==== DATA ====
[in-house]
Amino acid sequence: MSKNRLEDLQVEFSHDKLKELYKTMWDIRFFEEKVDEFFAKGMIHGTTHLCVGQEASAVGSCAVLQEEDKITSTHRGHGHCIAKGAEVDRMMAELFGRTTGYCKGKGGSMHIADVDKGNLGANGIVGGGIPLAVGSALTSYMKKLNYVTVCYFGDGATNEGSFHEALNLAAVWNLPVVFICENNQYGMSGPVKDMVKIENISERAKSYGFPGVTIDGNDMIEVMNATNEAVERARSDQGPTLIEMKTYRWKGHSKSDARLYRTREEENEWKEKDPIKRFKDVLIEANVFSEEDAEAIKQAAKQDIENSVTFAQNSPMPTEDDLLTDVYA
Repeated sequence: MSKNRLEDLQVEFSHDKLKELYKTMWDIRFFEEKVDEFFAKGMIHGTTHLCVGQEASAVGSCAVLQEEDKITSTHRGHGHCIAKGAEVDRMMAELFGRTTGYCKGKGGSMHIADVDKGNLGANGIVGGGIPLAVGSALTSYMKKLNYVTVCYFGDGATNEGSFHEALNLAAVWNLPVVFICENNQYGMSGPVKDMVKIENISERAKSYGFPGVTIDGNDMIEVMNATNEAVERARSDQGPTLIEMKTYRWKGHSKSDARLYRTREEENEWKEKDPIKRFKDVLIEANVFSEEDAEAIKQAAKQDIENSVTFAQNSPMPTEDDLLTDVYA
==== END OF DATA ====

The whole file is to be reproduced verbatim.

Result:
[in-house]
Amino acid sequence: MSKNRLEDLQVEFSHDKLKELYKTMWDIRFFEEKVDEFFAKGMIHGTTHLCVGQEASAVGSCAVLQEEDKITSTHRGHGHCIAKGAEVDRMMAELFGRTTGYCKGKGGSMHIADVDKGNLGANGIVGGGIPLAVGSALTSYMKKLNYVTVCYFGDGATNEGSFHEALNLAAVWNLPVVFICENNQYGMSGPVKDMVKIENISERAKSYGFPGVTIDGNDMIEVMNATNEAVERARSDQGPTLIEMKTYRWKGHSKSDARLYRTREEENEWKEKDPIKRFKDVLIEANVFSEEDAEAIKQAAKQDIENSVTFAQNSPMPTEDDLLTDVYA
Repeated sequence: MSKNRLEDLQVEFSHDKLKELYKTMWDIRFFEEKVDEFFAKGMIHGTTHLCVGQEASAVGSCAVLQEEDKITSTHRGHGHCIAKGAEVDRMMAELFGRTTGYCKGKGGSMHIADVDKGNLGANGIVGGGIPLAVGSALTSYMKKLNYVTVCYFGDGATNEGSFHEALNLAAVWNLPVVFICENNQYGMSGPVKDMVKIENISERAKSYGFPGVTIDGNDMIEVMNATNEAVERARSDQGPTLIEMKTYRWKGHSKSDARLYRTREEENEWKEKDPIKRFKDVLIEANVFSEEDAEAIKQAAKQDIENSVTFAQNSPMPTEDDLLTDVYA